Israeli undercover forces dressed as women and medics storm West Bank hospital, killing 3 Palestinians

AFP , AP , Tuesday 30 Jan 2024

Israeli forces disguised as civilian women and medical workers stormed a hospital Tuesday in the occupied West Bank, killing three Palestinians in a dramatic raid that underscored how deadly violence has spilled into the territory from the war in Gaza.

 Israeli forces disguised as civilians and medical workers
In this image taken from surveillance video provided by the Palestinian Health Ministry, Israeli forces disguised as civilians and medical workers hold weapons in a hallway at the Ibn Sina Hospital in the West Bank town of Jenin, Tuesday, jan 30, 2024, in the occupied West Bank, killing three Palestinian militants in a dramatic raid that underscored how deadly violence has spilled into the territory from the war in Gaza. AP

Prime Minister Benjamin Netanyahu meanwhile ruled out a military withdrawal from Gaza or the release of thousands of jailed people,  Hamas' main two demands for any ceasefire, casting doubt on the latest efforts to end a war that has destabilized the broader Middle East.

The Palestinian Health Ministry said Israeli forces opened fire inside the wards of the Ibn Sina Hospital in the West Bank town of Jenin. It condemned the raid and called on the international community to pressure Israel to halt such operations in hospitals. A hospital spokesperson said there was no exchange of fire, indicating it was a targeted killing.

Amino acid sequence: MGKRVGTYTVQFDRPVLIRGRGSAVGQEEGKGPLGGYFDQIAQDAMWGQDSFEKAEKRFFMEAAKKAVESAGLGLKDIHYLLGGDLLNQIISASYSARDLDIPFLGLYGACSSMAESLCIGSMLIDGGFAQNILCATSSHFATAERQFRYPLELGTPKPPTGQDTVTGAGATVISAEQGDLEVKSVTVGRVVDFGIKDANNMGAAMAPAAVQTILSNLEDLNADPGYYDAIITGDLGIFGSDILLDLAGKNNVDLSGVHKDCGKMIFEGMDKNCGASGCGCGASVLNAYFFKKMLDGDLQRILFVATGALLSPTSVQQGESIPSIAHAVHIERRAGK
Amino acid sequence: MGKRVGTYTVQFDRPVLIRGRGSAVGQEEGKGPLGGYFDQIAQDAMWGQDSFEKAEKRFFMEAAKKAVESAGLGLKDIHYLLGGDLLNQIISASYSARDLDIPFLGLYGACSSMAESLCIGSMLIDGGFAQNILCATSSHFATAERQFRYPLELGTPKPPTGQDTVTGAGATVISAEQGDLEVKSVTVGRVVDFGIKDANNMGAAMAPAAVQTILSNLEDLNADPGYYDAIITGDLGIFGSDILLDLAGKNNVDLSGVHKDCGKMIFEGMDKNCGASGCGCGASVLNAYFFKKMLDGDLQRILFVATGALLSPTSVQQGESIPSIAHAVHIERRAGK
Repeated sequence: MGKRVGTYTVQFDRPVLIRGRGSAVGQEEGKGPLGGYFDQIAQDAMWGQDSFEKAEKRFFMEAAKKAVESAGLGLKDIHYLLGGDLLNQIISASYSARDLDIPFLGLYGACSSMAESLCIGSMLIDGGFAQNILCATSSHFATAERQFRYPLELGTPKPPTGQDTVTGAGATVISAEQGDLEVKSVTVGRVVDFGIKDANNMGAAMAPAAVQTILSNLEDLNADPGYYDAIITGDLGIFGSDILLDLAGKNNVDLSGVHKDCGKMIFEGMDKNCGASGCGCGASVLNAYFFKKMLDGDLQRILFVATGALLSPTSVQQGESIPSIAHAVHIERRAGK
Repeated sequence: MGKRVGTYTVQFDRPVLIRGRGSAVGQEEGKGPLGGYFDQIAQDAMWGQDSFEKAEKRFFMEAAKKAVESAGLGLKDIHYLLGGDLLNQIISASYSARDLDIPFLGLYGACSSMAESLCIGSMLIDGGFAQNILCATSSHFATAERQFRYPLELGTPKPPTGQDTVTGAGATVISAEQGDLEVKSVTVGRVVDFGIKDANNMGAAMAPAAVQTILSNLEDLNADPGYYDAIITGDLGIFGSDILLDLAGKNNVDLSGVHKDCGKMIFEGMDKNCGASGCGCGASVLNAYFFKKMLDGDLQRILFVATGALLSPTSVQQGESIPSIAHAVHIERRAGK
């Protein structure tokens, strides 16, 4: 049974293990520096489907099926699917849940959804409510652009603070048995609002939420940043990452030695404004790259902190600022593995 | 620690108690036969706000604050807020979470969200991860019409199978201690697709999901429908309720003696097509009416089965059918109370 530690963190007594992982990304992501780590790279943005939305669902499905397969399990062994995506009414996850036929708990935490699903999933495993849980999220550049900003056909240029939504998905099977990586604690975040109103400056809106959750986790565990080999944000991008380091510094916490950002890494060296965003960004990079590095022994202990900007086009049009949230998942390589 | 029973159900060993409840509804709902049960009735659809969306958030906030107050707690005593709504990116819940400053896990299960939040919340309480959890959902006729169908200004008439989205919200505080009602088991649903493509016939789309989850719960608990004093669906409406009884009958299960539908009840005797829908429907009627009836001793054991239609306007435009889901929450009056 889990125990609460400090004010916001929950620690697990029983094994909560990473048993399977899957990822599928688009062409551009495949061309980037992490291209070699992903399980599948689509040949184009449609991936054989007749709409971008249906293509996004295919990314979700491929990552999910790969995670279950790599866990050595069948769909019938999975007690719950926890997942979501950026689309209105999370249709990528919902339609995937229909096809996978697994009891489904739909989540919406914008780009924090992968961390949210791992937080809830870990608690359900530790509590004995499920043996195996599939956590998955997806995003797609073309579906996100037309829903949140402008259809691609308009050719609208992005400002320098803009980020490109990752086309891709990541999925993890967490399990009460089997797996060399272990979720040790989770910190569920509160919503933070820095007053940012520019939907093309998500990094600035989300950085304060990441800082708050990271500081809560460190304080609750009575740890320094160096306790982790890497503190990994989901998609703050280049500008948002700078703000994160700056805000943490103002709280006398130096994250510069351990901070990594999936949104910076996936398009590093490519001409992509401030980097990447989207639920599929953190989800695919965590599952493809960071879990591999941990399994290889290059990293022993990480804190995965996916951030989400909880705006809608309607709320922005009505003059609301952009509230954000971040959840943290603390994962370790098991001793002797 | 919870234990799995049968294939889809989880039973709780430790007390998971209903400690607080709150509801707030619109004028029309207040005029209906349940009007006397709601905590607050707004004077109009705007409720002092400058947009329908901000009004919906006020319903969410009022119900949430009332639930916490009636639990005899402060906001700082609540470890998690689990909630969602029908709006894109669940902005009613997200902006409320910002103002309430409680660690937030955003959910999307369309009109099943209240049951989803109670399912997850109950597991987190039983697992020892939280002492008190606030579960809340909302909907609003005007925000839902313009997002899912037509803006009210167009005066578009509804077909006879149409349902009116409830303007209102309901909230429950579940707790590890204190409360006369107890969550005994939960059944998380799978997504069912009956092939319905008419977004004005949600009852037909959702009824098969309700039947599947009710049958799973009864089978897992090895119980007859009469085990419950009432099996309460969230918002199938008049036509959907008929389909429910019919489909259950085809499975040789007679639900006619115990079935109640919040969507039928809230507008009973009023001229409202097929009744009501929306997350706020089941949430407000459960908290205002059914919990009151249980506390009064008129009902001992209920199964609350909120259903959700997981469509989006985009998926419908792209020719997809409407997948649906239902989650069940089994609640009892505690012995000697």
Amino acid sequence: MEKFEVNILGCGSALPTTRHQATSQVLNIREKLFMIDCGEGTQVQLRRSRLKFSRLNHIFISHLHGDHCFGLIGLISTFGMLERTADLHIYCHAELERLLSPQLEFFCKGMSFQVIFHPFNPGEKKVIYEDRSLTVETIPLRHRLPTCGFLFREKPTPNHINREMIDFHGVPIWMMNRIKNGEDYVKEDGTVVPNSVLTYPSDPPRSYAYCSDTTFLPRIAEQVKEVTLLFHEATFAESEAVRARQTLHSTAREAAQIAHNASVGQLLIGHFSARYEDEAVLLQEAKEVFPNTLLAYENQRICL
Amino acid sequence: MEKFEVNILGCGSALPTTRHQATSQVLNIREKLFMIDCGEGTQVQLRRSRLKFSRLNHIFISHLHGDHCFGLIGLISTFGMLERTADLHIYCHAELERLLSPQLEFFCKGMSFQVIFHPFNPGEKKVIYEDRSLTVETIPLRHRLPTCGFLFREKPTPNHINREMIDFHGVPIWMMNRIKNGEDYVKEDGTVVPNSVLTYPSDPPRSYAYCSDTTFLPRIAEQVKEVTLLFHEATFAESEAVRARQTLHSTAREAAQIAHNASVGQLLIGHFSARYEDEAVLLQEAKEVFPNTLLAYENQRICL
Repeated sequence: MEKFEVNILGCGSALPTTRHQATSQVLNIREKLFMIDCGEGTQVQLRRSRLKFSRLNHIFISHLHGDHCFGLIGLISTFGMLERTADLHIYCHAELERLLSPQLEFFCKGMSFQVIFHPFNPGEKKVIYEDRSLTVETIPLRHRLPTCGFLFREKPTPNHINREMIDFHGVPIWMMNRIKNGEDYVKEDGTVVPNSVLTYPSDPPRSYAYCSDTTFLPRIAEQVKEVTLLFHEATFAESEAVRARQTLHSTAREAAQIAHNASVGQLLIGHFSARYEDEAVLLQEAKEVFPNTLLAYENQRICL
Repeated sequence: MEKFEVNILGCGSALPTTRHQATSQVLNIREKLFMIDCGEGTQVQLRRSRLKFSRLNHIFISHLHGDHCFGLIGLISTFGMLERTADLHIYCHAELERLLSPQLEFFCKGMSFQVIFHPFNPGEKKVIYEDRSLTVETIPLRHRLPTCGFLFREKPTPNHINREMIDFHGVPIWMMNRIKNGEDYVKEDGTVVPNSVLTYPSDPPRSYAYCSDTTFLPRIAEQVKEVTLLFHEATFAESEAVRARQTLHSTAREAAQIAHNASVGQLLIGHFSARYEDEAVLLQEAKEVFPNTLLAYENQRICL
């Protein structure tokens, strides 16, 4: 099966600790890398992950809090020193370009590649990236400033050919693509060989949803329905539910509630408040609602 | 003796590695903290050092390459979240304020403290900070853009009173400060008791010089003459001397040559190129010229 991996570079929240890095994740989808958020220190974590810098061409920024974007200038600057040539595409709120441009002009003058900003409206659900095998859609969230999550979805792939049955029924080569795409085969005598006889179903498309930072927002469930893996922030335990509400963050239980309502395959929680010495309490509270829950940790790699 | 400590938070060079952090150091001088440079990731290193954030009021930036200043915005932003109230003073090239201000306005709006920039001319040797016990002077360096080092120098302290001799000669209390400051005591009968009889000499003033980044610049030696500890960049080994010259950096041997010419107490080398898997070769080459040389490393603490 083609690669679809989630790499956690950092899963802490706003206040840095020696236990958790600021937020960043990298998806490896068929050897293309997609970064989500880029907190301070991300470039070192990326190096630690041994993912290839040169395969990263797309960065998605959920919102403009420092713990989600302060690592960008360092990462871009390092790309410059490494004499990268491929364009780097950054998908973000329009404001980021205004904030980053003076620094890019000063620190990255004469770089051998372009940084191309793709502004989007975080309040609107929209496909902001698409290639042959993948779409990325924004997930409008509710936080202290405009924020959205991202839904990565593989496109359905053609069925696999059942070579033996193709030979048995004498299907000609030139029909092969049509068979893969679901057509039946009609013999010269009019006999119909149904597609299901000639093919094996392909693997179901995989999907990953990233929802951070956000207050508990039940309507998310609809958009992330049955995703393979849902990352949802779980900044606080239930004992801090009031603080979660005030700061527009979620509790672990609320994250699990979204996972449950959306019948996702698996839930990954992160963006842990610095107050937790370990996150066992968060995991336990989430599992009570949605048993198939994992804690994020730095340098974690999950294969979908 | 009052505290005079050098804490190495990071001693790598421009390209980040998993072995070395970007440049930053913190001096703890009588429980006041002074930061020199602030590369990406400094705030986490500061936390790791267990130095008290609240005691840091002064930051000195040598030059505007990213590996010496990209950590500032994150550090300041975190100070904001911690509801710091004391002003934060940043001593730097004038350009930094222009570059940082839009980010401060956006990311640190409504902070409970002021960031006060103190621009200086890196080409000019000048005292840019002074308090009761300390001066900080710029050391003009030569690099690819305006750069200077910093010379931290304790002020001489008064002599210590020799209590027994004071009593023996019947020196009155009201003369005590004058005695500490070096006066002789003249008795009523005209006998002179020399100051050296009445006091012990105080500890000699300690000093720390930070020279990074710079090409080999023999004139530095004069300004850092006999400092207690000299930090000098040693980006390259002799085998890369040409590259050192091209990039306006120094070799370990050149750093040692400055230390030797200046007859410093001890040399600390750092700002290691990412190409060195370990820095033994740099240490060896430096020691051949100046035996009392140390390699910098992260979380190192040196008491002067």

The military said Hamas fighters were using the hospital as a hideout, without providing evidence. It alleged that one of those targeted had transferred weapons and ammunition to others for a planned attack, purportedly inspired by the Hamas offensive on southern Israel on Oct. 7.

Security camera video footage from the hospital shows about a dozen undercover forces, most of them armed, wearing Muslim headscarves, hospital scrubs, or white doctor’s coats. One carried a rifle in one arm and a folded wheelchair in the other. They were seen patting down one man who kneeled against a wall, his arms raised.

Netanyahu Rejects Hamas' Key Demands

Netanyahu, speaking at an event elsewhere in the West Bank, denied reports of a possible ceasefire deal to end the war in Gaza and repeated his vow to keep fighting until “absolute victory” over Hamas.